I was tossing between going to some modern history of India, or staying in Kurukshetra. I decided to stay in Kurukshetra for two more weeks, blogwise speaking, before writing about some rather remarkable modern history in India. So, some history this week, and some mythology next week.
Now, Kurukshetra is actually Krishna-Mahabharatha land, and I was a bit stunned when I stumbled upon Sheikh Cheli’s tomb in Thanesar. Thanesar is a little village today in the Kurukshetra region. Almost 2,000 years ago, however, Thanesar was the capital of Pushyabhuti Dynasty.
Thanesar has 6 periods of settlement:
- Kushana – 1st to 3rd century AD
- Gupta – 4th to 6th century AD
- Vardhana – 6th to 7th century AD
- Rajput – 8th to 12th century AD
- Mughal 16th to 19th century AD
We’ll come back to the Rajput one, in a minute. Sheikh Cheli, otherwise known as Abd-ur-Rahim or Abd-ul-Karim or Abd-ur-Razak was a Sufi saint, who was the spiritual Guru of Dara Shikoh, the eldest son of the Mughal Emperor, Shah Jahan. Dara Shikoh was a remarkable man in many ways, and would have been a superb leader. However, in the wars of succession, he was ousted and killed by his youngest brother – Aurangzeb.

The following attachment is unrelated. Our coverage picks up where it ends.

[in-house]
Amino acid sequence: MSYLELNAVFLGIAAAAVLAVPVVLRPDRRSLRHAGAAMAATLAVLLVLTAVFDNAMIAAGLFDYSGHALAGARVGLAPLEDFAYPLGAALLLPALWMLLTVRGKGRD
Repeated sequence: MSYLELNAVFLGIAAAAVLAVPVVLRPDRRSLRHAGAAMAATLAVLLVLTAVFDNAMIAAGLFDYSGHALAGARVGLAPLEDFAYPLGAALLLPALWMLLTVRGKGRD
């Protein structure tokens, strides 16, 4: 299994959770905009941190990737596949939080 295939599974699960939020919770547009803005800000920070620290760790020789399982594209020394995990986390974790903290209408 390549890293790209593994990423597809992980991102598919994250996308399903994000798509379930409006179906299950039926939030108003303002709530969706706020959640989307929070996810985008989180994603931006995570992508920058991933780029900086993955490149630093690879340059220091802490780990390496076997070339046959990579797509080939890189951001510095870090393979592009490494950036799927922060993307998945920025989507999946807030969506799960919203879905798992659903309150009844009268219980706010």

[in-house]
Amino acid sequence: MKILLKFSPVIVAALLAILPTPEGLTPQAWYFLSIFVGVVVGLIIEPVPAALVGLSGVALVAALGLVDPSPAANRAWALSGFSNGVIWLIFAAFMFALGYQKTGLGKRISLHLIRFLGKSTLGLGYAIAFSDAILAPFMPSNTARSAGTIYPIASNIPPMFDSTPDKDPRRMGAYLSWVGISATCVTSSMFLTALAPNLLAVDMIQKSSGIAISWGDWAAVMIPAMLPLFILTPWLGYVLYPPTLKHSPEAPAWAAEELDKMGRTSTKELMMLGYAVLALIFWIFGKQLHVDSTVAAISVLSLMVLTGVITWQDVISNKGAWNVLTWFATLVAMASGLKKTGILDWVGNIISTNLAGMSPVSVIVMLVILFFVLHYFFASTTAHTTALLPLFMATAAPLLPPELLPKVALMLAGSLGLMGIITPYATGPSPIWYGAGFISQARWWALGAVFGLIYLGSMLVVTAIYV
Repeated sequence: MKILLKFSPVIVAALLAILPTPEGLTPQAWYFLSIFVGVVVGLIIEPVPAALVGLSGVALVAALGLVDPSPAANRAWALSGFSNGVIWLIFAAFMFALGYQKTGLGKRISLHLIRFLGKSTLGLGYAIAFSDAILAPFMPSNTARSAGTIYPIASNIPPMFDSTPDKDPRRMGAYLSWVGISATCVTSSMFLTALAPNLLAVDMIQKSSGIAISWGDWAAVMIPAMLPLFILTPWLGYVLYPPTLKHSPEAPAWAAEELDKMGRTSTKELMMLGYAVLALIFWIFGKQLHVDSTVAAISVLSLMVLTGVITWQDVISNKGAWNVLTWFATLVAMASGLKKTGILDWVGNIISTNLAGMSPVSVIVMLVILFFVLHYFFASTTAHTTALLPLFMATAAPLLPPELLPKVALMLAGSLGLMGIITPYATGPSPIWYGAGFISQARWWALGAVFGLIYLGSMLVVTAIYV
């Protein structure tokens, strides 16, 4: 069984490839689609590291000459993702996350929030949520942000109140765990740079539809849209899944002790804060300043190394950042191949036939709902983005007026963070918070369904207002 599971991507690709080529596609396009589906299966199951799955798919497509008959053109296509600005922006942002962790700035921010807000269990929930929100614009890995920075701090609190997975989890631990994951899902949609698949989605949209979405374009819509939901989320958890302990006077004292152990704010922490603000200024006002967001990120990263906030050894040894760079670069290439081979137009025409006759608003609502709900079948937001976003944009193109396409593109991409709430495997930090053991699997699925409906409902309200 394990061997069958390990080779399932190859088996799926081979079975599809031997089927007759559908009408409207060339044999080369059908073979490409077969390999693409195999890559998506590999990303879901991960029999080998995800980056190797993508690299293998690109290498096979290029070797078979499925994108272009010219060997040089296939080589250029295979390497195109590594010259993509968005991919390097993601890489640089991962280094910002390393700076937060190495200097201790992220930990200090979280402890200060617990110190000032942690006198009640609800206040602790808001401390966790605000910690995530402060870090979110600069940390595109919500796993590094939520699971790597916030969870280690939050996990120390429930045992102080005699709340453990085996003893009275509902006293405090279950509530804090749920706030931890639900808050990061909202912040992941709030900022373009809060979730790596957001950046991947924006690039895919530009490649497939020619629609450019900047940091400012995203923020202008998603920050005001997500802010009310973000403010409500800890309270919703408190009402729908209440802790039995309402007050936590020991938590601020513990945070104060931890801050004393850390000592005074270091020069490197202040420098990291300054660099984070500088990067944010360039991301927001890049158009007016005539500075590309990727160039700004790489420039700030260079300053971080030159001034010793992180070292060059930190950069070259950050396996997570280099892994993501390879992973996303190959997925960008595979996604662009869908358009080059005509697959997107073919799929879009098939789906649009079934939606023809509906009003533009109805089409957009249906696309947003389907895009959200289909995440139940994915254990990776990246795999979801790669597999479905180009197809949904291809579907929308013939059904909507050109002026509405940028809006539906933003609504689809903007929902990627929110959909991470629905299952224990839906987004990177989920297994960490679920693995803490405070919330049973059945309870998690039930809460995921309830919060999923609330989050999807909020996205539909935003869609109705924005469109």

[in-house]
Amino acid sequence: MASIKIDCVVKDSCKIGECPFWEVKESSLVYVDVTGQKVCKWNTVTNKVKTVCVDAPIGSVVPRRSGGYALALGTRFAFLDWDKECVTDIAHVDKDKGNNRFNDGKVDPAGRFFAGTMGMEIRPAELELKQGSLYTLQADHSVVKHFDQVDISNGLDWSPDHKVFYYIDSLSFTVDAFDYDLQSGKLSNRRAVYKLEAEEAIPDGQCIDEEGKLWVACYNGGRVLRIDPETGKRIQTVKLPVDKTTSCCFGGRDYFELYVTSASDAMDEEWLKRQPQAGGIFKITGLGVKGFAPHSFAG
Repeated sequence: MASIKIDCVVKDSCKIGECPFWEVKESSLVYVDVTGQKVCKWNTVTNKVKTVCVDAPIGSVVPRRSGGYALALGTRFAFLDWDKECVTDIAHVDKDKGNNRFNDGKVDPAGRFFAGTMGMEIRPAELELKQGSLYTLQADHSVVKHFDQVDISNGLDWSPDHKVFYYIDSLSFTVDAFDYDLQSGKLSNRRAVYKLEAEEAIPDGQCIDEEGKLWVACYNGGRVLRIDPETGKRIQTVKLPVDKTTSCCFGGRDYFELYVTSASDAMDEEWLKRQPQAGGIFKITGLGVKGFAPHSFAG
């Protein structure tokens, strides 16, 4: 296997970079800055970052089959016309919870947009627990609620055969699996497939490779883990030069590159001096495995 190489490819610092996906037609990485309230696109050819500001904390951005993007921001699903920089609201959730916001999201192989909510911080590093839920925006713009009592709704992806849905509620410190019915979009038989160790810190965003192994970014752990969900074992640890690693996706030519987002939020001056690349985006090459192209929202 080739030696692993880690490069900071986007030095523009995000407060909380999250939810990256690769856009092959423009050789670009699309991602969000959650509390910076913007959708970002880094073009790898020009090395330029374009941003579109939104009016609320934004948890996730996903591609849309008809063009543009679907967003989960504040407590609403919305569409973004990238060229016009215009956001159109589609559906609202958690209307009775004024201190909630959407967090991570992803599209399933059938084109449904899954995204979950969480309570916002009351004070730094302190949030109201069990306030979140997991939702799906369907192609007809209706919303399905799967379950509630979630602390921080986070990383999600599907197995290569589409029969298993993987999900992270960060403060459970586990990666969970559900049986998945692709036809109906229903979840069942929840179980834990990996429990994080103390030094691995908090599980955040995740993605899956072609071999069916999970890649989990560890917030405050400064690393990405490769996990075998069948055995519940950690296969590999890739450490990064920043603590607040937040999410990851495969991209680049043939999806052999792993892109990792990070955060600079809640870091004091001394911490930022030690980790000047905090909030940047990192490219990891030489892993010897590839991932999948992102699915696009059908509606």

About 10 km from Thanesar, is a place called Tarain, which is significant in its place in Indian history for the two battles that took place there in 1191 and 1192 AD.
Mohammed Ghori came in and fought the Rajput Ruler, Prithviraj Chauhan in two battles, in 1191 and 1192. He was routed in the first battle, and came back in 1192. He changed his battle strategy during the second battle of Tarain, and defeated Prithviraj Chauhan. Prithviraj Chauhan was captured, taken to Kabul, where he was blinded and beheaded.
The second battle of Tarain was significant in that it ended, for all practical purposes, Hindu rule in North India for the next 700 years. Mohammed Ghori returned home, and allowed his general, Qutb ud-din Aibak, to rule.
Qutb-ud-din-Aibak set up the Delhi Sultanate, and the Slave Dynasty. He started construction of the Qutb Minar, which was completed by his successor, Iltutmish.
Delhi, they say, was founded in 736 AD ( it has seen human settlement for 3,000 years, however). However, it was with the setting up of the Delhi Sultanate after 1192, that Delhi became the seat of power and politics.
Despite what the current brand of rabid Hindu maniacs say today, Delhi owe’s its first real importance as a city to the establishment of Islamic rule in India.